Friday, 11 April 2014

Digital government – the market in contempt

Dotted around central government and local government there are thousands of experienced and responsible buyers, among them people who buy IT hardware, software and services. They've been doing it for decades. They know what they're doing. They're not idiots.

It is sensible to collect their experience together. That way standards can be raised and mistakes avoided. It is sensible to share their experience. That cuts out wasteful, repetitive work – there's not much point 100 branches of government assessing the same product 100 times. It is sensible to create centralised "digital marketplaces" like the Digital Services framework, where suppliers will be made to compete on price and quality openly, in full view of the buying public.

In connection with which, please see Designing the Digital Marketplace, which was posted a few days ago on the Government Digital Service's digital marketplace blog and which discusses "some of the exciting new features and improvements we’re bringing to the Digital Marketplace":
... a major design goal is to reassure buyers that they’re buying the right thing, and to make sure buyers are supported throughout the buying process ...

A problem with the current CloudStore is that it’s tricky to find the same search result twice, because the search results are randomised. We’re working on making it easier to find the service you need by improving browsing and searching.

One way we’re doing that is by looking at language. The acronyms SaaS, PaaS, and IaaS mean something to those who know, but to those who are new to cloud services they are confusing. To help users understand the phrasing and categorisation, we’re looking at including a full phrase, an explanation of what it means, and some examples (the most popular) of what these services actually are (see screenshot below). But even with the full phrase, do our users know what “software as a service” means? (For those interested, Ivanka’s written previously about the importance of language.) ...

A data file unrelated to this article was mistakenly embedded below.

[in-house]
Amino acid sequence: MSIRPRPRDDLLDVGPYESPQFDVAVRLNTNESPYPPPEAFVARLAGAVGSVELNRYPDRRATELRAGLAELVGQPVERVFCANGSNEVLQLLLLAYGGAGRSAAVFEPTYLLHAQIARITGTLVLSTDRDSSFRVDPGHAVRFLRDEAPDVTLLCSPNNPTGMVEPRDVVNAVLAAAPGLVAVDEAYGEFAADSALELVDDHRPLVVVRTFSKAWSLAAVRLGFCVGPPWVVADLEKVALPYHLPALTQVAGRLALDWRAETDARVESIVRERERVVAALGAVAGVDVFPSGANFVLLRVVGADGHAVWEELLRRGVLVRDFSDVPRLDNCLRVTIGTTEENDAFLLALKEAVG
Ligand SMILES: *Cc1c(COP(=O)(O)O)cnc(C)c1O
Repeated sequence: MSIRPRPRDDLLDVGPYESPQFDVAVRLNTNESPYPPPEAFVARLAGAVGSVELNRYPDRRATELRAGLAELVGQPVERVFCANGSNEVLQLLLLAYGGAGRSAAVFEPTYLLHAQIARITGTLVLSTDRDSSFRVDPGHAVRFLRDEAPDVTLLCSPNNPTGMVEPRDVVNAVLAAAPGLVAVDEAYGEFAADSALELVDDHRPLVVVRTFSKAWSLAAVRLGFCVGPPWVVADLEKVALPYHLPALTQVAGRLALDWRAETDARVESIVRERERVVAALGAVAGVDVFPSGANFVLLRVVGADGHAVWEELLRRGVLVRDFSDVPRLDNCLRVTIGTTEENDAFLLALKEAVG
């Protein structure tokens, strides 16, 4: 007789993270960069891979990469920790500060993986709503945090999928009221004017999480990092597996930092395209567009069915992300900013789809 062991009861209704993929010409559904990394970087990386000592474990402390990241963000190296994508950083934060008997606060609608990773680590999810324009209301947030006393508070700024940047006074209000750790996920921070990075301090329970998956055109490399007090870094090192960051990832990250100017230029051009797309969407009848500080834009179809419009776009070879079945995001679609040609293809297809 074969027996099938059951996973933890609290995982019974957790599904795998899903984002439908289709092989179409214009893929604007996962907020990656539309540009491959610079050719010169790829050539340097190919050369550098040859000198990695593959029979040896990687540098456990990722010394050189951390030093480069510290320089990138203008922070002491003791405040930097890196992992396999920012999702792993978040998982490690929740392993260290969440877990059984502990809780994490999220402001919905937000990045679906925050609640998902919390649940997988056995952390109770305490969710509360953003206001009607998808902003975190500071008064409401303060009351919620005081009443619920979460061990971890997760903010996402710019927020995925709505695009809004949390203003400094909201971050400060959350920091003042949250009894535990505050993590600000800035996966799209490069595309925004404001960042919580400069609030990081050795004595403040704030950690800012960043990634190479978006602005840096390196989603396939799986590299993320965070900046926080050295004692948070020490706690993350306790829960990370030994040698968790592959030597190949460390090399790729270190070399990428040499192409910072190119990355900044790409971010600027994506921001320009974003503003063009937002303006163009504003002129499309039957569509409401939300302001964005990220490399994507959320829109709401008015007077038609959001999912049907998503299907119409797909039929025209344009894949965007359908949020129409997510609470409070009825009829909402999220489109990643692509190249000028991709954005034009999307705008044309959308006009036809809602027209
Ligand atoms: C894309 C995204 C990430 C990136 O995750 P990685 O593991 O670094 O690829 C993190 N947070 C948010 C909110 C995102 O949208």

"... a major design goal is to reassure buyers that they’re buying the right thing"? Do GDS really believe that their colleagues in government who are professional buyers would buy something when they're not sure what it is?

"The acronyms SaaS, PaaS, and IaaS mean something to those who know, but to those who are new to cloud services they are confusing"? Do GDS really believe that their colleagues in government who are professional buyers are out there buying acronyms without knowing what they stand for?

"... even with the full phrase, do our users know what “software as a service” means? (For those interested, Ivanka’s written previously about the importance of language.)"? If someone doesn't know what "software as a service" means, what on earth are they doing buying SaaS? And do we really need Ivanka to tell us that language is important?

It is the thoughts expressed by language which are important. GDS, whose own record is not unblemished, might do well to rein in this thought that they're dealing with idiots when it comes to government buyers. And to the rest of us.

1 comment:

Anonymous said...

Most in government are good people and certainly not idiots. Even GDS who have failed to become what is termed the "intelligent buyer" have people who do their best within their skill set. BUT it is the bosses who are misdirecting what needs to be done. My experience is truly shocking with clear lack of knowledge but also self interest driving some agendas at great cost to the taxpayer and I suspect anguish to the good people knowing something is not right. Time for accountability........working on it!



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